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Galahad At Blandings (2000)

Galahad at Blandings (2000)

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4.25 of 5 Votes: 5
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0140284648 (ISBN13: 9780140284645)
penguin books

About book Galahad At Blandings (2000)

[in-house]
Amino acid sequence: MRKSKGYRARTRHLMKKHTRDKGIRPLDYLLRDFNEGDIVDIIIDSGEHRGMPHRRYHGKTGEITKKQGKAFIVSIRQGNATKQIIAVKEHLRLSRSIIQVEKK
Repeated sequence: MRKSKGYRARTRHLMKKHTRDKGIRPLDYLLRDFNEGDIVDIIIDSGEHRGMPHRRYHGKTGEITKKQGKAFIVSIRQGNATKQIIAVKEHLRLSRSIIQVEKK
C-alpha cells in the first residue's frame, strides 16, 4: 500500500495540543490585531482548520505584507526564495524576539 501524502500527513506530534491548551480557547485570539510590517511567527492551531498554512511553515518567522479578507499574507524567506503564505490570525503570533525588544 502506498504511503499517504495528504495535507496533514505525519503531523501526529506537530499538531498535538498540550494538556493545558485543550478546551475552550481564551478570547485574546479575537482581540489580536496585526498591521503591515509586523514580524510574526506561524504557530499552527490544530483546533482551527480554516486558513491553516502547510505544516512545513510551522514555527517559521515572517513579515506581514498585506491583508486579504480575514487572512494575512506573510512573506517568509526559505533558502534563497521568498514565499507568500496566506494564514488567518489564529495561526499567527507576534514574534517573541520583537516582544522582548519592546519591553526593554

What is the cure for over a thousand pages of French literature? Just a couple hundred of a solid P.G. Wodehouse tale. Sorry, that was set up like a joke, but it's just a sincere answer. I feel bad. I suppose I should include a joke somewhere in this review to make up for it. Anyway, my point is, I'd just had a tortuous (though commendable) journey through Victor Hugo's unabridged Les Miserables. I needed something light. I needed something silly. And, because it has been over eight months since my last Wodehouse adventure, I desperately needed the master of literature's most earnestly frivolous escapades: the mighty Plum himself.What better place to return to than the place where I initially fell in love with Wodehouse: Blandings Castle. Of course, I'd been a fan of P.G. Wodehouse since my sister generously poured out his greatness upon me with Jeeves and Wooster. But with Wodehouse's Pigs Have Wings, I found a cast of characters so completely endearing that I felt that Wodehouse and I were meant for each other. (Perhaps I should tone down the praise ... my patient wife might be raising her eyebrows.)Anyway, on to Galahad at Blandings. Wodehouse sets up the normal shenanigans of hopelessly in love couples with seemingly insurmountable obstacles. Enter Galahad, the absolutely charming meddler of other people's affairs, especially when it comes to matters of the heart. The victims--er--objects of his help: Tipton (wealthy heir to a chain food store) and Veronica (Galahad's niece), Sam Bagsworth (son of an old Galahad mate) and Sandy (newly minted secretary to Lord Emsworth), and Wilfred (nephew? or something) and Monica (the stout pig keeper). That's enough to keep anyone reeling--anyone, that is, but Galahad. He meddles with the best of intentions, and perhaps he muddles things up here or there (the advice to go undercover as his brother's favorite pig care book author being among his less successful endeavors), but how can you fault a man so entirely chipper and well-meaning? Well, his sister Hermione can, but we can't. The guy is so dang fun to be around--his long, irrelevant deliberations, his startlingly consistent monocle, and his poor, health-defying diet and habits ... all make him irresistible.As clever and unflappable as Galahad is, at the end of the tale Wodehouse throws him some definite curve balls, offers us a couple of dead end red herring solutions, and jumps from one mounting non-issue issue to another until we're sure that even Galahad the Great can't get himself out of this one. I kept thinking ... oh, this is it. The impervious Galahad is finally going to blush or snivel or cough ... but, I can state with the greatest admiration, Galahad pulled it off, right up until the very end, against all odds. After I read the final sentence, I closed the back cover on the story with a smile on my lips and satisfaction in the air. Galahad, and Wodehouse, triumphed once more. In their pleasant company, I plan on visiting Blandings Castle for many years to come.P.S. Don't let all of this Galahad talk deceive you into thinking that he was the only cat's pajamas in the tale (tail? ... does that count as my joke? no? fair enough). Lord Emsworth, as always, is delightful as the pig-obsessed benevolent overlord of Blandings. Beach provides his great moments as the weight-and-watch-obsessed, forcefully reserved butler. Hermione does her job well as the overbearing older sister antagonist (in a phrase: "A psychiatrist, seeing her, would have rubbed his hands gleefully, scenting lucrative business." ... I'll count that brilliant phrasing as your joke, by the way). Of course, the narrator, Mr. Wodehouse himself, is as breezy as he is eloquent. It's a fantastic cast of characters that makes you wish more romantic couples could run into trouble within their scintillating sphere.